Make Math Work

Calculate

When no command is used, Make Math Work attempts to evaluate the entry as a mathematical expression, as if the expression were entered into a calculator. For example, you can enter the expression 3 + 5 which will evaluate to 8, just as if you had entered

The calculator mode uses algebraic hierarchy. If 5 + 2 * 3 were entered, 2 * 3 would be calculated first, then its product added to 5. Parentheses may be used to force the order of evaluation, for example, (5 + 2) * 3 will evaluate to 21 since 5 + 2 is calculated first because it’s contained within parentheses; its sum of 7 is now multiplied by 3 for a result of 21.

Note that mathematical expressions can be substituted almost anywhere a number is required. The command Compare will evaluate which of two numbers, if either, is greater. Entering Compare 2, 3 will give the result of 2 < 3. You could also enter Compare 8/4, 1.5 * 2 and get the same result.

The following operators may be used in an expression.

+ | Addition | |

- | Subtraction | |

* | Multiplication | |

/ | Division | |

% | Division when using fractions. See the Fractions link. | |

^ | Raises a number to a power. | |

( ) | Forces order of operations. |

Functions perform specific mathematical operations on or in an expression. For example, the function

Functions can be nested, that is, a function can be used inside another function. To demonstrate, we’ll introduce another function called SQRT which calculates the square root of an expression. SQRT( 7 + INT( 2.6 )) will evaluate to 3. Note that the functions used in the Compute statement are different from commands: these functions are allowed to operate in expressions.

These functions are available. Remember that the x and y in this list can be expressions, not just numbers.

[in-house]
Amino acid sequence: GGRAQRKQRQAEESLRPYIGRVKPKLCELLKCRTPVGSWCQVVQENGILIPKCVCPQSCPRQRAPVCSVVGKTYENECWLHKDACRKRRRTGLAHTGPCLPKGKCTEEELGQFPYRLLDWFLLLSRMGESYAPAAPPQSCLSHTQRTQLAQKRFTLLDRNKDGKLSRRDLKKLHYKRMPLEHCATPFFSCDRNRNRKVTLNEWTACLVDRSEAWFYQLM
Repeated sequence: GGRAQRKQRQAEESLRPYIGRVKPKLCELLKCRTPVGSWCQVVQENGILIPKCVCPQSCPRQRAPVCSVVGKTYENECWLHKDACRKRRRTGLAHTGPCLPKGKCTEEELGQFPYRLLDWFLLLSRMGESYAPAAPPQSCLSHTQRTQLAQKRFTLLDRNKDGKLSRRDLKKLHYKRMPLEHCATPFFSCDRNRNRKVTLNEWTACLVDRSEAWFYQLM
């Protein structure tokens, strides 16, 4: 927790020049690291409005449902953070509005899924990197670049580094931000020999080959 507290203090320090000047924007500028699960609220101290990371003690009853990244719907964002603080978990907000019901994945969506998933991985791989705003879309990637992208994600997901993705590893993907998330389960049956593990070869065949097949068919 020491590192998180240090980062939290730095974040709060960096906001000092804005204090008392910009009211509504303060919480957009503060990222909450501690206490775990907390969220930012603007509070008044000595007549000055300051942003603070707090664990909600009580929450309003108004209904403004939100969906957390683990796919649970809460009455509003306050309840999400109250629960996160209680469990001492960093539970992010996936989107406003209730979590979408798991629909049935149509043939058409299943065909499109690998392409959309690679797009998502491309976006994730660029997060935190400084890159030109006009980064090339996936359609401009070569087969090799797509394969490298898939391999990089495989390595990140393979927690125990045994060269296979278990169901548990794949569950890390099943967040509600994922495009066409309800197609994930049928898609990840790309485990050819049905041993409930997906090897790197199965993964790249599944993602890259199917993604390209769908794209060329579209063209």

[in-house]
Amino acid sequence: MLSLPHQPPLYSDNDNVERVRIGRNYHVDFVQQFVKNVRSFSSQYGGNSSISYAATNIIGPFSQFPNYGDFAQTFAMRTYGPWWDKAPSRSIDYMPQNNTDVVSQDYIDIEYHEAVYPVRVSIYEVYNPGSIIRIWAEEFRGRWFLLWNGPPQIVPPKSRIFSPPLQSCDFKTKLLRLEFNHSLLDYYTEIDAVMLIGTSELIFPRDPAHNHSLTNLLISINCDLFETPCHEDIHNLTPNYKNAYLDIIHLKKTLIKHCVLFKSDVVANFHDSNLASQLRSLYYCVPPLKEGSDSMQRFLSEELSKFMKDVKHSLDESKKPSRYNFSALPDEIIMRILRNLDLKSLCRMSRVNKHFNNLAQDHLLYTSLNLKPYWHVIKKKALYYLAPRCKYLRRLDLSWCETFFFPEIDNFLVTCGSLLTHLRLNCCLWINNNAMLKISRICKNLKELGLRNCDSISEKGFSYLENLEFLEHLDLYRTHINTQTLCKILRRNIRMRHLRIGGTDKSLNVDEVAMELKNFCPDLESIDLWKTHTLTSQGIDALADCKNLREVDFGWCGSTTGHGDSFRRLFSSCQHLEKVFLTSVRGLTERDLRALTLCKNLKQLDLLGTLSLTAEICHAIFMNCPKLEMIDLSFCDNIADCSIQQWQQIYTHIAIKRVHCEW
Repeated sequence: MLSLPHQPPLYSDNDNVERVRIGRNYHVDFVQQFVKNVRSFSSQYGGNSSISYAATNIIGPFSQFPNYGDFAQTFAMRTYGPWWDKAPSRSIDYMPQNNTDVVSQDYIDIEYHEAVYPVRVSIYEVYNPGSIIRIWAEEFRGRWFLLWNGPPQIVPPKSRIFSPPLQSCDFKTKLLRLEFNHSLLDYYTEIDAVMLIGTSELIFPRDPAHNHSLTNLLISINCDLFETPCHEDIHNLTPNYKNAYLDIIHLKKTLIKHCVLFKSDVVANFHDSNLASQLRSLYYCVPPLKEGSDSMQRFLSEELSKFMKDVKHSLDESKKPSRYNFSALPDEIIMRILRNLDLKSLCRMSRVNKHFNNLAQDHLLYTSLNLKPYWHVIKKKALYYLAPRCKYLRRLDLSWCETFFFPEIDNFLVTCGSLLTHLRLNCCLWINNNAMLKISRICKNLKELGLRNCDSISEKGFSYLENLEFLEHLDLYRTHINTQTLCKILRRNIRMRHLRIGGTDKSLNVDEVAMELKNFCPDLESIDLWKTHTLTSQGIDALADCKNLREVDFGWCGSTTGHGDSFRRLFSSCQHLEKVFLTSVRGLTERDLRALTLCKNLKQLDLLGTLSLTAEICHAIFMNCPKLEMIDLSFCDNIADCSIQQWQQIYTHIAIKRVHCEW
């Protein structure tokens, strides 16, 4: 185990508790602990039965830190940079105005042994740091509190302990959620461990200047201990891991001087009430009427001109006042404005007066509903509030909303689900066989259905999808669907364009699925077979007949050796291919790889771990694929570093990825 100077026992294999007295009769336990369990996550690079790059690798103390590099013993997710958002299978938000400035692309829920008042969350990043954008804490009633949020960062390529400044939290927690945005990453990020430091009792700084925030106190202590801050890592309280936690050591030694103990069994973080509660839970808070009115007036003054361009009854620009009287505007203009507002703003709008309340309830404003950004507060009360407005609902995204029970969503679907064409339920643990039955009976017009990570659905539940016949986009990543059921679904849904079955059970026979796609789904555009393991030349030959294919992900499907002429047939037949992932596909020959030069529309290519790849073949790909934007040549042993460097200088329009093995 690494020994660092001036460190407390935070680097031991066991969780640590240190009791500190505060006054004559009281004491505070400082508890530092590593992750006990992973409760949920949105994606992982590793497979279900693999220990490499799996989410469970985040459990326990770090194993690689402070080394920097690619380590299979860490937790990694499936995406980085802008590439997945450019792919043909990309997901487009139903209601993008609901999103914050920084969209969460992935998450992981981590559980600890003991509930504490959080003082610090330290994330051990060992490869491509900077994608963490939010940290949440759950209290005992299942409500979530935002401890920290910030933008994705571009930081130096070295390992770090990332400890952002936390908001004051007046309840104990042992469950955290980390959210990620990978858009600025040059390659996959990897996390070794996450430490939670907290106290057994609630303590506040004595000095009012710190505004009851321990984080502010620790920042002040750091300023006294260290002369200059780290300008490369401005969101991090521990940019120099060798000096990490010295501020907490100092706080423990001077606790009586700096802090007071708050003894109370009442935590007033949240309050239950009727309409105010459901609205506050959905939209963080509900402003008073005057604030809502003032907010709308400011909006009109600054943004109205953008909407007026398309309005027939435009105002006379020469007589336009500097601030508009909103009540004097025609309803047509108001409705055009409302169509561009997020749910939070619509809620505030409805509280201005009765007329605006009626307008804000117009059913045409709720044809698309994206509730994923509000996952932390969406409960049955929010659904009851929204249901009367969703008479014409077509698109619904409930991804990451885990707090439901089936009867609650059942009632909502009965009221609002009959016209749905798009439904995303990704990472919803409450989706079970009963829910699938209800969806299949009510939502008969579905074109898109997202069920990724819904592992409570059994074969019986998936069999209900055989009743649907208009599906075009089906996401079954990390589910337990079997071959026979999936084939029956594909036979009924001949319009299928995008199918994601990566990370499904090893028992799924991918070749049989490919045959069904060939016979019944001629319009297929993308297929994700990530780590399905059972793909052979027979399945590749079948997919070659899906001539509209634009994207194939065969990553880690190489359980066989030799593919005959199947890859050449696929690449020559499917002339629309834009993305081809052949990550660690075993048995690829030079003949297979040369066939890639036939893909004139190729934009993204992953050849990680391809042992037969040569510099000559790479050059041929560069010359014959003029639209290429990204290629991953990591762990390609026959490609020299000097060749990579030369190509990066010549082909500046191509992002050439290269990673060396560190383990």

POWER (x, y) | exponentiation -- raises x to the power of y. This is the same as x ^ y. POWER( 3, 2 ) will return 9. | |

SQR(x) or SQRT(x) | returns the square root of x. SQRT( 16 ) will return 4. | |

ABS(x) or ABSVAL(x) | returns the absolute value of x. ABS( -2 ) will return 2. | |

SIN(x) or SINE(x) | returns the sine of x where x is in radians. | |

COS(x) or COSINE(x) | returns the cosine of x where x is in radians. | |

TAN(x) or TANGENT(x) | returns the tangent of x where x is in radians. | |

ARCSINE(x) or ASIN(x) | returns in radians the arcsine of x. | |

ARCCOSINE(x) or ACOS(x) | returns in radians the arccosine of x. | |

ARCTANGENT(x) or ATAN(x) | returns in radians the arctangent of x. | |

SECANT(x) | returns the secant of x where x is in radians. | |

COSECANT(x) | returns the cosecant of x where x is in radians. | |

COTANGENT(x) | returns the cotangent of x where x is in radians. | |

ARCSEC(x) | returns the inverse secant of x. | |

ARCCOSEC(x) | returns the inverse cosecant of x. | |

ARCCOTAN(x) | returns the inverse cotangent of x. | |

INT(x) or INTEGER(x) | returns the integer portion of a decimal number. INT(3.2) will return 3. | |

FIX(x) | returns the rounded-up non-fractional portion of a decimal number. | |

FRAC(x) | returns the fractional portion of a decimal number. | |

LN(x) or LOGE(x) | returns the logarithm of x to the base e. | |

LOG(x) or LOGTEN(x) | returns the logarithm of x to the base 10. | |

LOGX(b,x) | returns the logarithm of x to the base b. | |

DEGTORAD(x) | converts degrees to radians. | |

RADTODEG(x) | converts radians to degrees. |

These constants are available. They can be used as replacements for typing in the number itself.

E | returns the natural logarithm e. | |

PI | returns the ratio of the circumference of a circle to its diameter. |

SIN(PI/4 >d4) returns a result of 0.7071.

SQRT( 9 * ( 4 + 5 )) returns a result of 9.

SIN( PI / 2 ) returns a result of 1.

Try It |
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